“NFTs help bring art closer to people”: Actor Lisa Ray

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“NFTs help bring art closer to people”: Actor Lisa Ray


At age 16, with her first paycheck and next model, Lisa Ray went ahead and bought a painting to celebrate her brush success. As she continues to be an art lover through her long career as a model, actor, author, poet and activist, as well as several other identities she has instilled over the years. , her relationship with her art continues. It is this long relationship with art that led to the launch of her The Upside Down, her NFT marketplace that spotlights art and artists from Southeast Asia, South Asia and the Middle East. – Founded with Singapore-based art expert and collector Ayesha Khan. She told Business Her Today about her long and interesting journey with art.

BT: You keep surprising us with what you do. Your interests are diverse and you are now making a fresh start in digital art and NFTs. How did one thing lead to another?
Lisa Ray:
To explain the situation, my relationship with art is not new. I have been collecting art since I was 18. When he moved to India as a model at the age of 16, he remembers spending his first salary on buying paintings by Suhas Roy. I grew up in a family that appreciated art, but in Canada, buying art was out of the question for a middle-class family. But I was a teenager at the time and had just purchased this piece and felt very mature and accomplished. I cherish that work. That was the beginning of my journey with art. So I always had a dream that one day I wanted to do something with art, one day I wanted to do this, one day I wanted to move to Bali, but we keep that dream in our back pocket. During Covid my family and I were in Singapore and met Ayesha Khan. We share very similar stories of his life, and there was an idea between us to capture the diaspora in his art. When it comes to art, people usually fall into the category of collectors and consumers of art, or into another category that gets defensive about art and says I don’t understand art. And then people started unpacking and saying they really like art, but I’m scared and don’t know where to start.

BT: Do you think digital art is more inclusive than other traditional forms of art? Does Upside Down address this?
Lisa Ray:
I think the art world excludes people like me who don’t have an art education. I stayed away from such conversations, but at the same time, I was able to develop a very endearing belief from my experience in India, in India. Contemporary art and how fearless today’s young artists are about self-expression, which engages them on a political and social level, and their talents are also diversifying. This idea lay when I suggested breaking down boundaries and limitations. I appreciate digital art, but I needed to study blockchain art. After that, I decided to create an art platform, an art platform, an artist platform, but I’m leveraging it rather than pursuing technology. I know she’s 50 and I didn’t want to do that, but I felt it was time to harness the power of blockchain technology to democratize art. Therefore, I thought it would be a great opportunity to ask why people are frightened by art, and why they lack the confidence and joy of being involved in art. So this isn’t just about setting up an easy NFT platform, it’s about creating an ecosystem for sustainability for art and artists.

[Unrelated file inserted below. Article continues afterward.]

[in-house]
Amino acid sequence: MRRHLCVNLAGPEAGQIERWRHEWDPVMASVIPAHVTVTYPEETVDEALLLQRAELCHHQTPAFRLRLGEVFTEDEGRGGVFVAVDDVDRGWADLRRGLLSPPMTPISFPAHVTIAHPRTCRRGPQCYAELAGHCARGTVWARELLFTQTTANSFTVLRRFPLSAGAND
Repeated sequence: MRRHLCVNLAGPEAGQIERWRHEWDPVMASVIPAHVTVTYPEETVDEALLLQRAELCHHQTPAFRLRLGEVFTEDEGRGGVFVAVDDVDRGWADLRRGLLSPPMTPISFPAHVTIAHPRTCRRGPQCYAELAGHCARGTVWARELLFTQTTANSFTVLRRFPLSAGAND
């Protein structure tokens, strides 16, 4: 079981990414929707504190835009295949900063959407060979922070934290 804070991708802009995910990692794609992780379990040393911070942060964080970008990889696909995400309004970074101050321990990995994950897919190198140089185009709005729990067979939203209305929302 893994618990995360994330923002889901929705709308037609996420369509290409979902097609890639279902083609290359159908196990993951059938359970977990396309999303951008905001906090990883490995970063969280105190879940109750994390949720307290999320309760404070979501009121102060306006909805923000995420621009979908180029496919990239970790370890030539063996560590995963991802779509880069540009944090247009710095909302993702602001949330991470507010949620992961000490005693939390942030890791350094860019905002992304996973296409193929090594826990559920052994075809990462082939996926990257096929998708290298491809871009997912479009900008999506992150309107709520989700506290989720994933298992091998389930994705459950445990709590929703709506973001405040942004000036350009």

BT: What genres of art will The Upside Down focus on, and who are the curators?
Lisa Ray:
Our special interest is the art of South Asia, Southeast Asia and the Middle East. So when you look at our artists, most of them have never thought of creating his NFT. We support their art with our digital interventions. So for a traditional artist to go ahead and create his own NFT on a digital platform can be very intimidating. That is why we are also introducing a combination of physical and digital art, as it is called phygital, to attract the Web2 audience. Upside Space is curator-led with Bhutanese girlfriend Kelly Dorji. Meena Mukherjee of India. The Morrow Collective of the United Arab Emirates. Omar Nabi of Pakistan. Bandana Tewari is based in Bali. And to a new entity in Singapore.

BT: NFTs have played a big role many times in times of crisis. Do you think it will be a financial aid to support causes in Southeast Asia?
squirrela Ray: NFT art is important given how NFTs help artists navigate through political and economic instability. Sri Lanka is not a very technologically advanced country, but they held an exhibition called Brilliant Resilient. It is primarily intended to give artists tools and skills. So basically the whole idea is to make the platform more and more accessible. Yes, many people can be empowered financially through NFTs and the space has a lot to offer. I am here at

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